LILBURN — By all accounts, Kobe Wilson knows a lot of things, particularly when it comes to football, a trait that Parkview head coach Eric Godfree likes about his star linebacker.

But there’s one thing that the 5-foot-11, 205-pound senior doesn’t know how to do, and that is how to play at anything less than 100 percent, even during practice.

And Godfree is ecstatic about it.

“His work ethic from last year, all the way from the end of the season (and) all the way through the season, and watching him in practice when he’s running scout teams to help the offense, it was incredible,” Godfree said of Wilson. “It was almost as if (we had to tell him), ‘OK, we have to back off a little bit,’ which is great when you have those guys. It’s almost because of his work ethic, it really spurred him.

“It’s neat. I was talking to a guy who played with Ray Lewis, and he said Ray Lewis was that way. He was a guy that the veterans started not liking him because he was always full speed. He was always full contact, and always full everything. … (Wilson is) that high motor guy the whole time, too, which is what you want.”

While some of Lewis’ teammates may have held some annoyance toward him because of going full out in practice, it’s doubtful you’ll find any sort of animosity toward Wilson from his Parkview teammates.

They understand that Wilson’s high intensity, whether it’s in practice or in a game, isn’t designed to show anybody up. It’s simply because he doesn’t know any other way to play.

“I feel like even in practice, I should always be going 100 percent,” Wilson said. “If I’m going half speed in practice, I’m going to go half speed in games. That’s why I always tired to go full speed and finish every rep with intensity to simulate (what will happen) in a game.

“(Sometimes a team) wants to take a day off. But in order to be great, you can’t really have a day off. You’ve always got to keep working no matter what.”

That attitude, along with his football instincts and natural strength and speed, has paid off not only for himself, but fo the Panthers.

He ranked fourth in Gwinnett County with 126 combined tackles and assists, and came into the 2019 season as the county’s leading returning tackler from a year ago.

Combined with seven tackles for loss, seven sacks, 13 quarterback hurries, a caused fumble and a fumble recovery, it make Wilson a first-team All-County selection by the Daily Post last season, and made him a big part of Parkview’s first undefeated regular season in 16 years.

“The early games he had last year, the game against Tift (County, a 31-28 Panthers win), he was like a Player of the Year candidate,” Godfree said. “He’s on his way with that this year, as well. He started off the year with 18 total tackles in Game 1. It’s the same Kobe. He’s got the same resilient work ethic with the scout (team) on the practice field. He’s giving our offense a heck of a look in the pass rush and coverage, whatever it is. He’s just trying to make everyone around him better, and in the process, he’s making himself really good.”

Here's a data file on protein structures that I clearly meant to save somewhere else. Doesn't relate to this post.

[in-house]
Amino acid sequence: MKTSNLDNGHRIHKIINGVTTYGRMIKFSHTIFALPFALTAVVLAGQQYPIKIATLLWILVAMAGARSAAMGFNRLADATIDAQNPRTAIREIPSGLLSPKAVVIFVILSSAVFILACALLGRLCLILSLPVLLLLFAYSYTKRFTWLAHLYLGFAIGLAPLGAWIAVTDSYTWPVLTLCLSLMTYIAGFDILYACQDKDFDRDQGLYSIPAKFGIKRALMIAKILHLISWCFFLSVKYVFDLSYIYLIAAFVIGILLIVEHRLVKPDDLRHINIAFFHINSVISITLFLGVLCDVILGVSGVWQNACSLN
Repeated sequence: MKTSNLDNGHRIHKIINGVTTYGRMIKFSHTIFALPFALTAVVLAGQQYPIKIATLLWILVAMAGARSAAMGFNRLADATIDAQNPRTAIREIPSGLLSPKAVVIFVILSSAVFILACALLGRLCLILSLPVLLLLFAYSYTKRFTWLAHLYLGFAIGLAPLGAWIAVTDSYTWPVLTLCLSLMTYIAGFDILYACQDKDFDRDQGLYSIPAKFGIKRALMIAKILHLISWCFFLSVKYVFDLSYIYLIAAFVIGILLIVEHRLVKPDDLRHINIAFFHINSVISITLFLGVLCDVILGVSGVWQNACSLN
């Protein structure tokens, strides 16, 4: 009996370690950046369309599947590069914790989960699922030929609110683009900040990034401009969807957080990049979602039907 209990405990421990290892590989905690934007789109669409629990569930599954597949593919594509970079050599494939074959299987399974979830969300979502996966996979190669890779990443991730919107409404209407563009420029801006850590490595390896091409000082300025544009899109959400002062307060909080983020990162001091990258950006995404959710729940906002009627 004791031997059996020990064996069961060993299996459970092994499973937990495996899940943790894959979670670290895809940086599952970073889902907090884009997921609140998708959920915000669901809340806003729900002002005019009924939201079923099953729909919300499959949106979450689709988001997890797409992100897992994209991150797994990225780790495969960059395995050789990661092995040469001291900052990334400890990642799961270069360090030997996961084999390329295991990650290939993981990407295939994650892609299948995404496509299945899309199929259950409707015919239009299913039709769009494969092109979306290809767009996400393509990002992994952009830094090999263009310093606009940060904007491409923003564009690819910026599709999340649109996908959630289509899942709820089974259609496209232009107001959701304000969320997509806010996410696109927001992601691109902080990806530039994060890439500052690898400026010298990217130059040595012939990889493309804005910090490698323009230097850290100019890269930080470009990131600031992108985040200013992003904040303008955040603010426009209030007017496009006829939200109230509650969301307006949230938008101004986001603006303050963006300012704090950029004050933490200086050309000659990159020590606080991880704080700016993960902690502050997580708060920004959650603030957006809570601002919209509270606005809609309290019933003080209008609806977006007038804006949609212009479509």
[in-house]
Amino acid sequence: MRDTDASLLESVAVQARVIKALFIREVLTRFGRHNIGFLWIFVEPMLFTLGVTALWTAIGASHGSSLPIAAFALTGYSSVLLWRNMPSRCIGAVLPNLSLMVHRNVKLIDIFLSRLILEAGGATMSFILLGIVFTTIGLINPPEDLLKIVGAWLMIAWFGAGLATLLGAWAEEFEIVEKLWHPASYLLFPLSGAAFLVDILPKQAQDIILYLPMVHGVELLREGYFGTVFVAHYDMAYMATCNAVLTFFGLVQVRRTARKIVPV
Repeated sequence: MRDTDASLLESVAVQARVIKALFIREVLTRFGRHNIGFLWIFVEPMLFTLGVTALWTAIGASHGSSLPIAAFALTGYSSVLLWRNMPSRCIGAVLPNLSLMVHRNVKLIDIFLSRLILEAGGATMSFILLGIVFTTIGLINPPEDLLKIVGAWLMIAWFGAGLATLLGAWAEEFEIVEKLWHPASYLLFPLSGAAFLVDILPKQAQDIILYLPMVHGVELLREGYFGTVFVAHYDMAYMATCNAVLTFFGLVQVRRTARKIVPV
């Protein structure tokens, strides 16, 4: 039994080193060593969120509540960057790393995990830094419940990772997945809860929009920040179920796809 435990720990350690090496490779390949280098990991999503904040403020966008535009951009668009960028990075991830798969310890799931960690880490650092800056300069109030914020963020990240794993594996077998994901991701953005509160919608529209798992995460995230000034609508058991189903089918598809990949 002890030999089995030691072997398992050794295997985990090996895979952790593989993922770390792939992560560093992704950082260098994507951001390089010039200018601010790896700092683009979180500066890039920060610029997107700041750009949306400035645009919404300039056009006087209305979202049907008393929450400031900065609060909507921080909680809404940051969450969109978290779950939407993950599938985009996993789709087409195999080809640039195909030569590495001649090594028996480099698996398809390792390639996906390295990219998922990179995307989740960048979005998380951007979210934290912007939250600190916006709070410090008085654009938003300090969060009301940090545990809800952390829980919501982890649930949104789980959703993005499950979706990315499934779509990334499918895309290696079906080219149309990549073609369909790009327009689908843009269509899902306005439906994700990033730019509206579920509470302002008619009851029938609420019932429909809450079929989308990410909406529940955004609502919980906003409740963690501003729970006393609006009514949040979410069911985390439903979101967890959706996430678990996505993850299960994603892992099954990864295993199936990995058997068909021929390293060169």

Indeed, the same work ethic and drive has carried over into the early portion of this season, as was demonstrated by his team-best 18 tackles in Parkview’s season opening 28-18 win at Mountain View.

But that performance only spurs him on to work harder, especially as the No. 3 state-ranked Panthers face a big challenge by traveling down to Valdosta to take down seventh-ranked Lowndes on Friday night.

“Every rep, we run to the ball,” Wilson said. “There’s no such thing as a half rep. So we just strive to make sure that we give everything in practice so when it comes to the game time, we’re not really sluggish or tired.”

That kind of effort and the results that follow are bound to spark reminders of successful players from Parkview’s past to many people who have been around the program for a long time.

Count Godfree, who played at Parkview and served as an assistant coach for five seasons before coming back to become head coach in 2014, who has a few specific former Panthers in mind that he can favorably compare Wilson to.

“He’s got the (physicality) of a Sean Dawkins, and he’s got the headiness as far as just being in the right place at the right time and understanding football of a Joey Sturdivant. Just phenomenal players,” Godfree said. “And then really, he’s got the explosion of a Brad Lester. Brad was super physical when he ran that ball, and Kobe (is like that) when he’s tackling and making plays. He’s kind of (like) all three of those guys kind of wrapped up into (one). It’s kind of neat.”

Those qualities have also garnered a plenty of attention from college programs, including an increasing number of power five conference programs.

But he says he remains solidly committed to the University of Memphis, which he gave his verbal pledge to July 4, and for the same reason he goes all out whenever he puts on his pads.

“After last season ended, I’ve had coaches hitting my (phone) line from the open (recruiting) period to the dead period,” Wilson said. “I’ve had coaches hit me up nonstop. It’s flattering and all that, but that’s not really why I play the game. I play the game because I have the love for it.”

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Graduated from GSU in 1990. Have worked in sports journalism for the past 28 years, covering a variety of sports at the Gwinnett Daily News, AJC, Lafayette (La.) Daily Advertiser and Marietta Daily Journal before returning to Gwinnett at the Post in 2007.